Getting Serious - #2 - In the Blink of an Eye - Shutter Speed Basics

May 02, 2016  •  Leave a Comment

 

Flying Greyhound

(Nikon D750 & 28 to 300 mm f3.5 to 5.6 lens - 250 mm / 1/500th / f5.6 / ISO 110)

 

Getting Serious - #2 - In the Blink of an Eye - Shutter Speed Basics

 

Your camera is a bit like your eye - just not as clever.  The shutter is just your camera's eyelid.  But your camera can open its eyelid for very precise amounts of time - say one tenth of a second, or a hundredth of a second or a thousandth of a second.

 

So what?

 

Well, with a bit of understanding of your camera's eyelid, you can greatly reduce your number of blurred shots.

 

Now, if you are the sort of person who always shoots with your camera on a tripod and never has any moving objects in your picture - then you are sorted.

 

But, if like the rest of us, you often have objects that move in the picture - people, pets, kids, cars, waves on a beach - then knowing a bit about your camera's shutter can really help.

 

The shutter is an eyelid that opens for a set amount of time.  Sometimes the camera sets the time - say if it is in automatic mode.  And sometimes the photographer sets the time - if the camera is set to shutter priority mode or to full manual mode.

 

So what difference does one tenth or one hundredth or one thousandth of a second make to your picture.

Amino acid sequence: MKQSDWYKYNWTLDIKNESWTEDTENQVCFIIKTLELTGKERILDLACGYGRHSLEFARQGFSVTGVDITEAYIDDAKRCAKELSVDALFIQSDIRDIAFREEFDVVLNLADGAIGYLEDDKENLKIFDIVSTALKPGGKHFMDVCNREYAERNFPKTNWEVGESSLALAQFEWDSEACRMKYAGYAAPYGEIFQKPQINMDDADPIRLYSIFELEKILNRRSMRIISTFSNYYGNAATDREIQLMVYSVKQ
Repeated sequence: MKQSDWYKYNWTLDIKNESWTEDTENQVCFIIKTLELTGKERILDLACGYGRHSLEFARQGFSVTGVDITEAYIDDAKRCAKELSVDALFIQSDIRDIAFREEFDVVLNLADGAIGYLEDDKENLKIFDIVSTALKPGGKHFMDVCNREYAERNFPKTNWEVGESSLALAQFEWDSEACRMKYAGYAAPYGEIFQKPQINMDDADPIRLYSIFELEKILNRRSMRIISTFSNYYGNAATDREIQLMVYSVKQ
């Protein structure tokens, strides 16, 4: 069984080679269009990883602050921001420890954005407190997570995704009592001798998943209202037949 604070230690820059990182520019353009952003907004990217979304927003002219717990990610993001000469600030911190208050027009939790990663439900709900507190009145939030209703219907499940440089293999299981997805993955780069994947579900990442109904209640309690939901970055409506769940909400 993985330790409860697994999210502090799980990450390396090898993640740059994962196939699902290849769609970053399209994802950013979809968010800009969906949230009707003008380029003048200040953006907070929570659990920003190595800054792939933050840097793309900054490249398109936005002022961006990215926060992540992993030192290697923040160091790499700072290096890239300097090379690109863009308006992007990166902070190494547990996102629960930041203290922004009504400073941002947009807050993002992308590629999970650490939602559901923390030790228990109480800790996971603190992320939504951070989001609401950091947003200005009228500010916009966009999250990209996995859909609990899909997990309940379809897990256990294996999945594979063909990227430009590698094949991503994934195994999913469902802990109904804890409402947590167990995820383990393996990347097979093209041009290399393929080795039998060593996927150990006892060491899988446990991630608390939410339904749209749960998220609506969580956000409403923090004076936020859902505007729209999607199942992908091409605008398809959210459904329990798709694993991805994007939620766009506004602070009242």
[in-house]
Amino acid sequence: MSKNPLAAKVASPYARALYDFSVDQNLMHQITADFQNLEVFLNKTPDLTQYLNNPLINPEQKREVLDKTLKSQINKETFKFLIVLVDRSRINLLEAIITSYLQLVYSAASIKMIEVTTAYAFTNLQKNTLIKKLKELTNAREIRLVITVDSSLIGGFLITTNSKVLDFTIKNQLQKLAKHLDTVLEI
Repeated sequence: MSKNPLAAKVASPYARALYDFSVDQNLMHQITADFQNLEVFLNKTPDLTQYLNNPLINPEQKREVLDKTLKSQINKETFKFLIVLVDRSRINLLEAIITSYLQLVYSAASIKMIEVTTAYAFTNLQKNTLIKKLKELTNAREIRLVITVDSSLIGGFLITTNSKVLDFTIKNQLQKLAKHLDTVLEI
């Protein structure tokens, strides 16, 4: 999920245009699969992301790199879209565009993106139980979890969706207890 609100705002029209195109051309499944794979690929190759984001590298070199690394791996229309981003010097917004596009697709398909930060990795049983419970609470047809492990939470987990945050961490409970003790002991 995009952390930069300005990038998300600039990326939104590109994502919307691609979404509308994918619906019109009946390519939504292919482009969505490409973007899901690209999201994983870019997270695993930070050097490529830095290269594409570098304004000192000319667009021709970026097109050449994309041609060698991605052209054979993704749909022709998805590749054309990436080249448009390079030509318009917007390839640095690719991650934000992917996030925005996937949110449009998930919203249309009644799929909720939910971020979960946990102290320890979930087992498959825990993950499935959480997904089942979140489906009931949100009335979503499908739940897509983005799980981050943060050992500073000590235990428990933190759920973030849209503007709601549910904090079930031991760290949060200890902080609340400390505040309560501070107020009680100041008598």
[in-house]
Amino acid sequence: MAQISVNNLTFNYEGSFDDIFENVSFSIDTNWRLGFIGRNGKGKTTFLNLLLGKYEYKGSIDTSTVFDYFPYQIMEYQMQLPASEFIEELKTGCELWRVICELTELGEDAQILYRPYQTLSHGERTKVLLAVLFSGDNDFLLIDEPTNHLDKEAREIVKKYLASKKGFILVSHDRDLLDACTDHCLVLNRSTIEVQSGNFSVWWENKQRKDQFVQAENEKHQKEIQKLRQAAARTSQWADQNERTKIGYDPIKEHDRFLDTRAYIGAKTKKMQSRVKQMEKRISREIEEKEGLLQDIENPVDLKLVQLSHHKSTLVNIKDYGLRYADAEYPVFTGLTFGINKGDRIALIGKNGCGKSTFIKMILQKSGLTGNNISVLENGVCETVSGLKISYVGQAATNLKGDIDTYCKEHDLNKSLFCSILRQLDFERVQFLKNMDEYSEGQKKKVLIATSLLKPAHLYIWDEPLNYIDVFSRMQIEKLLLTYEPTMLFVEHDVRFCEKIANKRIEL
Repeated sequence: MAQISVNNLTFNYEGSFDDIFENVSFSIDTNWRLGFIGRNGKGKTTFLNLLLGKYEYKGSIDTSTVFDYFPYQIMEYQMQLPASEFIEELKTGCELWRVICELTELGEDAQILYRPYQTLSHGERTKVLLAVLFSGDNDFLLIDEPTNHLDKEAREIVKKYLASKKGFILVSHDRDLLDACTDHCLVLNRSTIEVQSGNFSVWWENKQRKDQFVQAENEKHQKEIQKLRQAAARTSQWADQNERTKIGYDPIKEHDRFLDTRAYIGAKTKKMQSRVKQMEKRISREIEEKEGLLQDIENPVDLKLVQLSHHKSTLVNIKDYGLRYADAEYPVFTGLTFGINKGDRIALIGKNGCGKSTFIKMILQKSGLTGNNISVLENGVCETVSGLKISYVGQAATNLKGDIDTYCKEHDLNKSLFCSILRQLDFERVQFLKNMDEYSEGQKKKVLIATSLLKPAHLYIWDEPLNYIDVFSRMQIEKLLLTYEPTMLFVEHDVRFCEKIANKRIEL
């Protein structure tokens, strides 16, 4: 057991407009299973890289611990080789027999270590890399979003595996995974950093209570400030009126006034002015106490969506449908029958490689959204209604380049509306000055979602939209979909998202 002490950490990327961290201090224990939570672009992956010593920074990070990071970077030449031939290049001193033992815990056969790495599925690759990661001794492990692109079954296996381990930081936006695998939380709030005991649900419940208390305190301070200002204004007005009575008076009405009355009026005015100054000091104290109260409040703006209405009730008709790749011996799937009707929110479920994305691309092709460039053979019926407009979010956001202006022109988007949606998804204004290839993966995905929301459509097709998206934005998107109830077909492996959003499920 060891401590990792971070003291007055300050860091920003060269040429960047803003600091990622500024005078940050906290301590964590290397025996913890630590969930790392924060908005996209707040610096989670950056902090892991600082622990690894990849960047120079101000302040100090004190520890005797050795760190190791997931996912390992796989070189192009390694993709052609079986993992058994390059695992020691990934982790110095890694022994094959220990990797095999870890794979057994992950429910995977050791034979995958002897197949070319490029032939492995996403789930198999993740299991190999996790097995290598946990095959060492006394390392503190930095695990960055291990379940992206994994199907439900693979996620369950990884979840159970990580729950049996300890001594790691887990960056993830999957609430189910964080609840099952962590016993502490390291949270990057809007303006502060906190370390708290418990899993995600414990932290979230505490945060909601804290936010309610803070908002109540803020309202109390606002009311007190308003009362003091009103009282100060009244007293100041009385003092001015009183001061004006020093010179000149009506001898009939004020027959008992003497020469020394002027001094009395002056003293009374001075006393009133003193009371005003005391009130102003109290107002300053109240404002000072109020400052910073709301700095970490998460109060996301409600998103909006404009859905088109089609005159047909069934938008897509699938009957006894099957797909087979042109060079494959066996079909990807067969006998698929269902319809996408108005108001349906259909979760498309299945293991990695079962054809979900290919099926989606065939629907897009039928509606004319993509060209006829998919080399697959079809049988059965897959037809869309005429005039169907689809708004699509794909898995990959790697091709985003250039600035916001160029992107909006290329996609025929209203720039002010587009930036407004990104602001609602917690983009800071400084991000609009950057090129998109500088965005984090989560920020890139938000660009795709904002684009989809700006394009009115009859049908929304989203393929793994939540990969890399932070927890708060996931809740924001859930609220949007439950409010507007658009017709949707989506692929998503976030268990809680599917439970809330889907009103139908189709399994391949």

Well, at one thousandth of a second, pretty much all movement will be frozen - and probably pretty sharp.

 

Certainly people, pets & kids.  Normal cars will probably be OK - but for Formula 1 racing cars you might need an even shorter sutter speed!  (And, indeed for many sports.)

 

At the other end of the scale, one tenth of a second, if anything moves in the picture, and indeed if you can not hold the camera steady enough, then you will get blurring.

 

At one hundredth of a second, you get much better results then at one tenth of a second - but not as good as one thousandth of a second.

 

So, what's the catch?  Why don't we always shoot at one thousandth (or shorter) of a second? Well, getting the exposure right is a dance between shutter speed, aperture and ISO (the sensitivity of your camera sensor).

 

Don't worry about aperture or sensor sensitivity just at the moment - but do take on board that long shutter speeds - say 1/10th of a second can cause blurring but short shutter speeds - say 1/1000th of a second greatly reduce the chance of blurring.

 

So, if you are shooting in poor light, or indoors, or at night - watch the shutter speed.  If it falls to much below 1/100th of a second, you greatly increase you chance of getting blurred pictures.

 

But, you can still stack the odds.  If you are photographing a group of friends, get them to pose for the camera - this normally greatly reduces their movement - so that helps a lot.

 

And take 3 or 4 shots of the same picture - so hopefully 1 or 2 of them will be relatively sharp.

 

And, if you can, lean on someting - a wall, a table, whatever - to steady you & the camera as you take the picture.

 

(I'm a world champion leaner!)

 

That way you greatly increase the chance of an unblurred shot. 

 

So find out where your shutter speed is displayed on your camera - in the viewfinder or on the rear screen - and watch and learn how different shutter speeds affect your shots.

 

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